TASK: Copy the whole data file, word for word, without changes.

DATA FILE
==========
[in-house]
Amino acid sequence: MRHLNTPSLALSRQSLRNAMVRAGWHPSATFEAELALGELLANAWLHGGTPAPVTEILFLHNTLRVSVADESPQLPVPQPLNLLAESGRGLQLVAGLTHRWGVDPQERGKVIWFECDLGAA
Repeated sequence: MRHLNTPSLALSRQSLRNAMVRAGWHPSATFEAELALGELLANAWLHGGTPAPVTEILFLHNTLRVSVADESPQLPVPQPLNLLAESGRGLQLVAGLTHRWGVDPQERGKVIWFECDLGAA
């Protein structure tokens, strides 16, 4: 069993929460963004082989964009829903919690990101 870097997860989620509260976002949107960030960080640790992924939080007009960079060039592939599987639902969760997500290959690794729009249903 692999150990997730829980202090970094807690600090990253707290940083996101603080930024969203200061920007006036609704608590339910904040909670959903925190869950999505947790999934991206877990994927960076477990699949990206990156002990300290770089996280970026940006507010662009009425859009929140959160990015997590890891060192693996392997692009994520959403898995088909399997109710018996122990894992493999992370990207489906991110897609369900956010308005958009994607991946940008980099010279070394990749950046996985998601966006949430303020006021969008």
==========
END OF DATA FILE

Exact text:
[in-house]
Amino acid sequence: MRHLNTPSLALSRQSLRNAMVRAGWHPSATFEAELALGELLANAWLHGGTPAPVTEILFLHNTLRVSVADESPQLPVPQPLNLLAESGRGLQLVAGLTHRWGVDPQERGKVIWFECDLGAA
Repeated sequence: MRHLNTPSLALSRQSLRNAMVRAGWHPSATFEAELALGELLANAWLHGGTPAPVTEILFLHNTLRVSVADESPQLPVPQPLNLLAESGRGLQLVAGLTHRWGVDPQERGKVIWFECDLGAA
């Protein structure tokens, strides 16, 4: 069993929460963004082989964009829903919690990101 870097997860989620509260976002949107960030960080640790992924939080007009960079060039592939599987639902969760997500290959690794729009249903 692999150990997730829980202090970094807690600090990253707290940083996101603080930024969203200061920007006036609704608590339910904040909670959903925190869950999505947790999934991206877990994927960076477990699949990206990156002990300290770089996280970026940006507010662009009425859009929140959160990015997590890891060192693996392997692009994520959403898995088909399997109710018996122990894992493999992370990207489906991110897609369900956010308005958009994607991946940008980099010279070394990749950046996985998601966006949430303020006021969008």